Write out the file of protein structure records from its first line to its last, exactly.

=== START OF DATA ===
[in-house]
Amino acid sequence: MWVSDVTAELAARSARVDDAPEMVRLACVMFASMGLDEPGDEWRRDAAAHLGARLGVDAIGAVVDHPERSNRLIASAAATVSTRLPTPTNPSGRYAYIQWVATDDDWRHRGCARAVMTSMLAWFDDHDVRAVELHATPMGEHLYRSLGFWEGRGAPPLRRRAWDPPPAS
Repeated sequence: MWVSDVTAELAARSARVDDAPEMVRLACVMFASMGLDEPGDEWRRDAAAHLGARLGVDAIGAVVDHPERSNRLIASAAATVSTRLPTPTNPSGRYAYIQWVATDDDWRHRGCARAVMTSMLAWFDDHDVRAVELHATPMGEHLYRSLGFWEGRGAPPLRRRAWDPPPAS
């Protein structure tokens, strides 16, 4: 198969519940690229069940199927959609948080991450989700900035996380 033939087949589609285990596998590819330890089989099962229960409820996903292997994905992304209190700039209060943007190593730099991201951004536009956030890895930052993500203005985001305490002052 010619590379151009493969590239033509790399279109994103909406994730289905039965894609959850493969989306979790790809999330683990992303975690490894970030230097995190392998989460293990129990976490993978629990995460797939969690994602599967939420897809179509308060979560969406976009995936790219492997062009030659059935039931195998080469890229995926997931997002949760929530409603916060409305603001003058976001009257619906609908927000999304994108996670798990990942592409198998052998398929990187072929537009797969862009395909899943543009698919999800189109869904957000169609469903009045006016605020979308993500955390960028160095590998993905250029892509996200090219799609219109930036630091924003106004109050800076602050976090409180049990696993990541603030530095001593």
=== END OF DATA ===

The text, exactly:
[in-house]
Amino acid sequence: MWVSDVTAELAARSARVDDAPEMVRLACVMFASMGLDEPGDEWRRDAAAHLGARLGVDAIGAVVDHPERSNRLIASAAATVSTRLPTPTNPSGRYAYIQWVATDDDWRHRGCARAVMTSMLAWFDDHDVRAVELHATPMGEHLYRSLGFWEGRGAPPLRRRAWDPPPAS
Repeated sequence: MWVSDVTAELAARSARVDDAPEMVRLACVMFASMGLDEPGDEWRRDAAAHLGARLGVDAIGAVVDHPERSNRLIASAAATVSTRLPTPTNPSGRYAYIQWVATDDDWRHRGCARAVMTSMLAWFDDHDVRAVELHATPMGEHLYRSLGFWEGRGAPPLRRRAWDPPPAS
């Protein structure tokens, strides 16, 4: 198969519940690229069940199927959609948080991450989700900035996380 033939087949589609285990596998590819330890089989099962229960409820996903292997994905992304209190700039209060943007190593730099991201951004536009956030890895930052993500203005985001305490002052 010619590379151009493969590239033509790399279109994103909406994730289905039965894609959850493969989306979790790809999330683990992303975690490894970030230097995190392998989460293990129990976490993978629990995460797939969690994602599967939420897809179509308060979560969406976009995936790219492997062009030659059935039931195998080469890229995926997931997002949760929530409603916060409305603001003058976001009257619906609908927000999304994108996670798990990942592409198998052998398929990187072929537009797969862009395909899943543009698919999800189109869904957000169609469903009045006016605020979308993500955390960028160095590998993905250029892509996200090219799609219109930036630091924003106004109050800076602050976090409180049990696993990541603030530095001593």